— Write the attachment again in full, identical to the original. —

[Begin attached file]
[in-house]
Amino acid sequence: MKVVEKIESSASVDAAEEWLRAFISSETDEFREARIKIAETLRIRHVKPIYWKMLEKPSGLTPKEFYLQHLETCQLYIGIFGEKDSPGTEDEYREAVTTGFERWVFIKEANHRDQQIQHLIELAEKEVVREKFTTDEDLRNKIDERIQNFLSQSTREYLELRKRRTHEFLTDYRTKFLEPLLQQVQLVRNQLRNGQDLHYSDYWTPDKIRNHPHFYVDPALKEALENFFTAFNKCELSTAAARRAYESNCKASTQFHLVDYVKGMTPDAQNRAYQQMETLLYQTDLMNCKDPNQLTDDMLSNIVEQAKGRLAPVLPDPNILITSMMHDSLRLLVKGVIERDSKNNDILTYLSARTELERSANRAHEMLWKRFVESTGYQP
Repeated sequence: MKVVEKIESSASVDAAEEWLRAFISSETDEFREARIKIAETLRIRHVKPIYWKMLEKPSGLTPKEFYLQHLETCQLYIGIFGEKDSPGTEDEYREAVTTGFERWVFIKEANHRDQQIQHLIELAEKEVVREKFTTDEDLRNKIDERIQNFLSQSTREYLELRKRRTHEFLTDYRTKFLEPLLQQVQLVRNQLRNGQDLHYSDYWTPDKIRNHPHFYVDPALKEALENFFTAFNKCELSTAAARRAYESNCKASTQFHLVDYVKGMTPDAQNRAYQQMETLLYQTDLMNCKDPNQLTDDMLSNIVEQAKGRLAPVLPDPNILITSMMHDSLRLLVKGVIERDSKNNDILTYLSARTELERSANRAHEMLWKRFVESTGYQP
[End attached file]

[in-house]
Amino acid sequence: MKVVEKIESSASVDAAEEWLRAFISSETDEFREARIKIAETLRIRHVKPIYWKMLEKPSGLTPKEFYLQHLETCQLYIGIFGEKDSPGTEDEYREAVTTGFERWVFIKEANHRDQQIQHLIELAEKEVVREKFTTDEDLRNKIDERIQNFLSQSTREYLELRKRRTHEFLTDYRTKFLEPLLQQVQLVRNQLRNGQDLHYSDYWTPDKIRNHPHFYVDPALKEALENFFTAFNKCELSTAAARRAYESNCKASTQFHLVDYVKGMTPDAQNRAYQQMETLLYQTDLMNCKDPNQLTDDMLSNIVEQAKGRLAPVLPDPNILITSMMHDSLRLLVKGVIERDSKNNDILTYLSARTELERSANRAHEMLWKRFVESTGYQP
Repeated sequence: MKVVEKIESSASVDAAEEWLRAFISSETDEFREARIKIAETLRIRHVKPIYWKMLEKPSGLTPKEFYLQHLETCQLYIGIFGEKDSPGTEDEYREAVTTGFERWVFIKEANHRDQQIQHLIELAEKEVVREKFTTDEDLRNKIDERIQNFLSQSTREYLELRKRRTHEFLTDYRTKFLEPLLQQVQLVRNQLRNGQDLHYSDYWTPDKIRNHPHFYVDPALKEALENFFTAFNKCELSTAAARRAYESNCKASTQFHLVDYVKGMTPDAQNRAYQQMETLLYQTDLMNCKDPNQLTDDMLSNIVEQAKGRLAPVLPDPNILITSMMHDSLRLLVKGVIERDSKNNDILTYLSARTELERSANRAHEMLWKRFVESTGYQP